Transport the key to a thriving Norwich
PUBLISHED: 10:18 14 December 2011 | UPDATED: 10:33 14 December 2011
Archant copyright 2011
Campaigners today called for an overhaul of Norwich's parking regime to entice more shoppers into our city centre as car parks are stretched to their limits.
Transport is seen as vital to keeping trade thriving, but according to MPs, councillors and businesses the centre of Norwich is suffering at the hands of cheap or free car parks in out-of-town shopping centres.
One suggestion is for a car parking price rise at suburban retail parks.
Stefan Gurney, the Norwich City Centre manager, called on the government to allow local authorities to make shops pay business rates on retail parks in the suburbs.
At the moment only city centre shops have to pay rates on car parks, meaning they are far more expensive. In some places in the centre of Norwich it costs £20 to park for over six hours.
Reducing parking prices in the city centre is unlikely because it would lead to more congestion and hit council income.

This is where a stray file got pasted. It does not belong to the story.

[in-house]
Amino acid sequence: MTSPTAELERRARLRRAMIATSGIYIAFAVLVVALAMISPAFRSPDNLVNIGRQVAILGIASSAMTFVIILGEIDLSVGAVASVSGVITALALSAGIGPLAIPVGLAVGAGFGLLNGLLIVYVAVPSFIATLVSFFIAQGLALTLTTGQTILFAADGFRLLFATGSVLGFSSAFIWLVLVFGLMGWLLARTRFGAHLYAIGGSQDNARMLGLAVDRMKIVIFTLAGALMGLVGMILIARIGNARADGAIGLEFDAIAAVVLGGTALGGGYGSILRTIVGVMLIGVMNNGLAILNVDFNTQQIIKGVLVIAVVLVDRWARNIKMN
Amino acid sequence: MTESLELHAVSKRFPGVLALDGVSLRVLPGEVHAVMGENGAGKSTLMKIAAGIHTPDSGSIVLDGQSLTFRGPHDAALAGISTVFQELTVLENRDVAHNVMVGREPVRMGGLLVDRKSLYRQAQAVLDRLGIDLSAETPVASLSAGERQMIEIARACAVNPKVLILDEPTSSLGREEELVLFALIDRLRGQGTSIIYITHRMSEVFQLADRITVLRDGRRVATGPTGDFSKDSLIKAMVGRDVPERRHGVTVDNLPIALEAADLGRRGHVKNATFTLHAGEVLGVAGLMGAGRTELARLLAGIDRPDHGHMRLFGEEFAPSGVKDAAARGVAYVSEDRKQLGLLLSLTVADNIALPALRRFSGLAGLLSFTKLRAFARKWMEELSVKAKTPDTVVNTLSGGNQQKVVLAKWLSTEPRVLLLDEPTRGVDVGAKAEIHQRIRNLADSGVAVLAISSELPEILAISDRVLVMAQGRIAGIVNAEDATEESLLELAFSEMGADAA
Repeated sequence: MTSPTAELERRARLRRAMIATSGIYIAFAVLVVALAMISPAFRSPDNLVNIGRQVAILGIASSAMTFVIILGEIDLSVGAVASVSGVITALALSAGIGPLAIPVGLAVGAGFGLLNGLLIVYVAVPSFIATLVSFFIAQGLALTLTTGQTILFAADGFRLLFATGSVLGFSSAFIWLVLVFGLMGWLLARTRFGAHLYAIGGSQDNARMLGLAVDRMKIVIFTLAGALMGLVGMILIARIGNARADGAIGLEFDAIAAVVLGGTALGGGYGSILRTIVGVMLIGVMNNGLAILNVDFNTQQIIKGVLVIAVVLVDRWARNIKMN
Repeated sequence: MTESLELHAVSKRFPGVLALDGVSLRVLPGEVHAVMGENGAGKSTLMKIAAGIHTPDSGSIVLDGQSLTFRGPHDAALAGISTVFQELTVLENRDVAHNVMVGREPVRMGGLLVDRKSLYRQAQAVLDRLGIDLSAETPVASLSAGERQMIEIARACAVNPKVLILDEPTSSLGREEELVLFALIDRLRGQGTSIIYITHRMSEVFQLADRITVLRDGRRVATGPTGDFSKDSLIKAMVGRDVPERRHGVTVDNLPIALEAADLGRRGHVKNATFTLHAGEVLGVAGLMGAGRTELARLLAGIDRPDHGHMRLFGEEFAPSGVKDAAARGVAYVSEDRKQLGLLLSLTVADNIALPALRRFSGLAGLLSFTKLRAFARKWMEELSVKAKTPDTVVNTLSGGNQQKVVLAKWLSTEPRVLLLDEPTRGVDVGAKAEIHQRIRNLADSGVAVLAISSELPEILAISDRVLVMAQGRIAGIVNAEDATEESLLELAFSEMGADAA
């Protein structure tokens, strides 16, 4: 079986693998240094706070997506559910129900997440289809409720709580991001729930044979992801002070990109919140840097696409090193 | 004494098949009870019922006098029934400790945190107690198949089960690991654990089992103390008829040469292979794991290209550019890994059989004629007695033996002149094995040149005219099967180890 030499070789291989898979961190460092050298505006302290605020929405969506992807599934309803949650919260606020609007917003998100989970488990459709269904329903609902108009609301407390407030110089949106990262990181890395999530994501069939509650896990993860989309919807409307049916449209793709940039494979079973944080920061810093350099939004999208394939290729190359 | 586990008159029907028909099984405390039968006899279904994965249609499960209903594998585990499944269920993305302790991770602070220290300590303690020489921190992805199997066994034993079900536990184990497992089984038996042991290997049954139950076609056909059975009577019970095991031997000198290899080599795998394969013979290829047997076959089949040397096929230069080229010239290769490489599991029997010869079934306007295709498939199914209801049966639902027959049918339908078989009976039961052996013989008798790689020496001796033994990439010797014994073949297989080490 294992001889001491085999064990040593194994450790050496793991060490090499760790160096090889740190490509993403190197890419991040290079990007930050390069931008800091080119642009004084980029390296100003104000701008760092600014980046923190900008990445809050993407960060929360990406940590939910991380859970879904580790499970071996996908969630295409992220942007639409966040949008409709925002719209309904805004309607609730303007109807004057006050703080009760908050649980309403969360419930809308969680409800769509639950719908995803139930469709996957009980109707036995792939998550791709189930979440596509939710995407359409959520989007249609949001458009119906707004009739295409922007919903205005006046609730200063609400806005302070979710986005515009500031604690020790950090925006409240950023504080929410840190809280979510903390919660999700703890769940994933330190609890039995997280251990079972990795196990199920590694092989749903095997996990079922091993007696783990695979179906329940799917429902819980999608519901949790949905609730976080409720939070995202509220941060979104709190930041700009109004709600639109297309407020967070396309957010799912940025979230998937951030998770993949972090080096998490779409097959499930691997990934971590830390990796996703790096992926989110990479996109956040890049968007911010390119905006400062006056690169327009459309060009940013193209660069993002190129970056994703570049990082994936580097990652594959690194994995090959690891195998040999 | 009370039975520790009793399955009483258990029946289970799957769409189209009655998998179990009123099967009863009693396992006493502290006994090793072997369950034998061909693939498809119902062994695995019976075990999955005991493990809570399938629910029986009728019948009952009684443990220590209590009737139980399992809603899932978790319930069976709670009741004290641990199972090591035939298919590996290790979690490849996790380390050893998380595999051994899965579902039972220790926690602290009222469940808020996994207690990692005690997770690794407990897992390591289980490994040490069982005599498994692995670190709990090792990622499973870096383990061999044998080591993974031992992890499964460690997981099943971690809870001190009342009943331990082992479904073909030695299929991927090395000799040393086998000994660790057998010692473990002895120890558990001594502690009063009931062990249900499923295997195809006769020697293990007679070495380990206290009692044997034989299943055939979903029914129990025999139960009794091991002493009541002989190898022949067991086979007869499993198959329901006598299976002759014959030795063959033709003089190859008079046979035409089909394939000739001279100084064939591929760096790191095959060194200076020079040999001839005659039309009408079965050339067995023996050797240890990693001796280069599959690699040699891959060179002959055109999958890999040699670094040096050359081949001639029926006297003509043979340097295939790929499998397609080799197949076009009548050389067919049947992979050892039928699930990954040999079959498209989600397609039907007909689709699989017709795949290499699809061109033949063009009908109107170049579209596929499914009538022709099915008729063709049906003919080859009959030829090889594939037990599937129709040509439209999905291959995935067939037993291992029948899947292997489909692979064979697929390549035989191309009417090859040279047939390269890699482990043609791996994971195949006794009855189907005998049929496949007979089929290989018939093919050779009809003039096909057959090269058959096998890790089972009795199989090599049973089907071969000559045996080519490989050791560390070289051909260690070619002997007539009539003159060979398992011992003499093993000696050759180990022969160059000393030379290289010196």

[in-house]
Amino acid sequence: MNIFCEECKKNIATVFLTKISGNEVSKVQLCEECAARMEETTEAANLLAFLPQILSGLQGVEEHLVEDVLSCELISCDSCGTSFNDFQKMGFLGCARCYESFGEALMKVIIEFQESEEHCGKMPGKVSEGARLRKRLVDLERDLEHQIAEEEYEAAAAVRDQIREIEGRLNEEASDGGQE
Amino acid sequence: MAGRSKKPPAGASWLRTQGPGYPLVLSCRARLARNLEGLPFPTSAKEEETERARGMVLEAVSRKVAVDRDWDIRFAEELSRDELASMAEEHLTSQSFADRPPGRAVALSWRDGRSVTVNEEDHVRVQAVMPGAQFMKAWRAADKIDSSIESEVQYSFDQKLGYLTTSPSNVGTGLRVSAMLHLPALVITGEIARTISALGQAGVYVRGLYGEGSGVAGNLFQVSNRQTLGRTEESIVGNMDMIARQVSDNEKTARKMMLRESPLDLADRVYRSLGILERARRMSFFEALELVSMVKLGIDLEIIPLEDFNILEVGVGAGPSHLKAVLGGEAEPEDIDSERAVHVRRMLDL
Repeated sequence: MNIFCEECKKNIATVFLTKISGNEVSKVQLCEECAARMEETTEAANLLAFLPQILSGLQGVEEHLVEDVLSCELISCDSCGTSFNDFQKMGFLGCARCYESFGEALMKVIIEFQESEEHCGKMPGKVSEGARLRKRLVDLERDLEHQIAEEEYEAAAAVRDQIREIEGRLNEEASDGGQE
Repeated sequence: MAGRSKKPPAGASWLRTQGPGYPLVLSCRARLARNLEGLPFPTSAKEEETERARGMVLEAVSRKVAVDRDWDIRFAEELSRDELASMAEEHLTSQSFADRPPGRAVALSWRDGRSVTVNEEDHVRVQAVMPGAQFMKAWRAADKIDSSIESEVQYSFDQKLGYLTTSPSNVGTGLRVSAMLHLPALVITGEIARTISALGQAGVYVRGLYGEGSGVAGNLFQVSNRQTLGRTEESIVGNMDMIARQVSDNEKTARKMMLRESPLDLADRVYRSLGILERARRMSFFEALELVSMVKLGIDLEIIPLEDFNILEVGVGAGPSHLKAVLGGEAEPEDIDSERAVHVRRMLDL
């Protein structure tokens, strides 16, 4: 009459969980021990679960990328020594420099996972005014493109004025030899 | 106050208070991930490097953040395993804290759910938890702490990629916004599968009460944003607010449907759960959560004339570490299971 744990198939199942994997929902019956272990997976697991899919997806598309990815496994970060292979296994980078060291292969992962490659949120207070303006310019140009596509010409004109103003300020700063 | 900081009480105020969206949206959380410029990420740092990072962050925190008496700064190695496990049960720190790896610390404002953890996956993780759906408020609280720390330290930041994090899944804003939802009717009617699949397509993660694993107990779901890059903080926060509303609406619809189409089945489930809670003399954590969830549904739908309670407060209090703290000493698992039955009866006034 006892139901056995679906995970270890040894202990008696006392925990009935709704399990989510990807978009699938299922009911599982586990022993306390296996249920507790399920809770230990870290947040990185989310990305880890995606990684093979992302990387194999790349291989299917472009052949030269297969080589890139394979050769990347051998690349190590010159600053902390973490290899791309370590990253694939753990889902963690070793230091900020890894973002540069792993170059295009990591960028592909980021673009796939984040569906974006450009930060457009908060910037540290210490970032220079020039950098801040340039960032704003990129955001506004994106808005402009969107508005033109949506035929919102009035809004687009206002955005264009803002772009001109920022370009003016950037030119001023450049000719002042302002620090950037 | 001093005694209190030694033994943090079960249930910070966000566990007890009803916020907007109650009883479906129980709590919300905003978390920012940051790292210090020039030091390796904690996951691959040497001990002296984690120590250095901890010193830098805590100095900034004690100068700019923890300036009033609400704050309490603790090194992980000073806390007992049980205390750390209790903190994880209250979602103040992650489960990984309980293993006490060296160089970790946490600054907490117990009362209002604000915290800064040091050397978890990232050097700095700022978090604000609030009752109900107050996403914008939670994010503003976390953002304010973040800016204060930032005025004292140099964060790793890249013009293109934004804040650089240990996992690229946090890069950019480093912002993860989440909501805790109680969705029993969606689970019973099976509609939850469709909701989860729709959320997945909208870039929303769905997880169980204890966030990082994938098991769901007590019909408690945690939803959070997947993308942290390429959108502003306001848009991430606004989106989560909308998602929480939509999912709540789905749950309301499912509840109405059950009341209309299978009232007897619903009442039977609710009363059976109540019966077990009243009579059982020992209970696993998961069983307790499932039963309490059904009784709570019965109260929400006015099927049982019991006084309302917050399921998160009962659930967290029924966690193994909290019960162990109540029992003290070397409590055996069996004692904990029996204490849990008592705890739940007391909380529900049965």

But Mr Gurney said prices could be reduced after 5pm to encourage more people to visit and boost shops, restaurants and bars.
He said: “We are close to capacity a peak periods.”
And Norwich South MP Simon Wright said: “I know from the amount of correspondence I get that parking in the city can be a real challenge, particularly at this time of year.”
MP for Norwich North Chloe Smith, right, called for the Northern Distributor Road to go ahead to deal with congestion in the city. She said: “One thing really important for Norwich is making sure there is enough infrastructure around us.”
Park and ride has been touted for years as a solution to congested city centres. And Mr Gurney said the system could change, meaning more buses run at peak periods from 7am to 9am to carry workers and visitors.
Denise Carlo from the Norwich and Norfolk Transport Action Group (NNTAG) also supported the call for charging for out-of-town parking and improving park and ride. She said: “The reason we have congestion in the northern suburbs is because we have a large number of stores all offering free car parking. We don’t have a level playing field. We have an extensive park-and-ride system in Norwich but the county council is making it less attractive.”
Earlier this year toilets were removed and prices increased to save £1m. But in October the Postwick service was opened on a Saturday and there are plans to expand the site.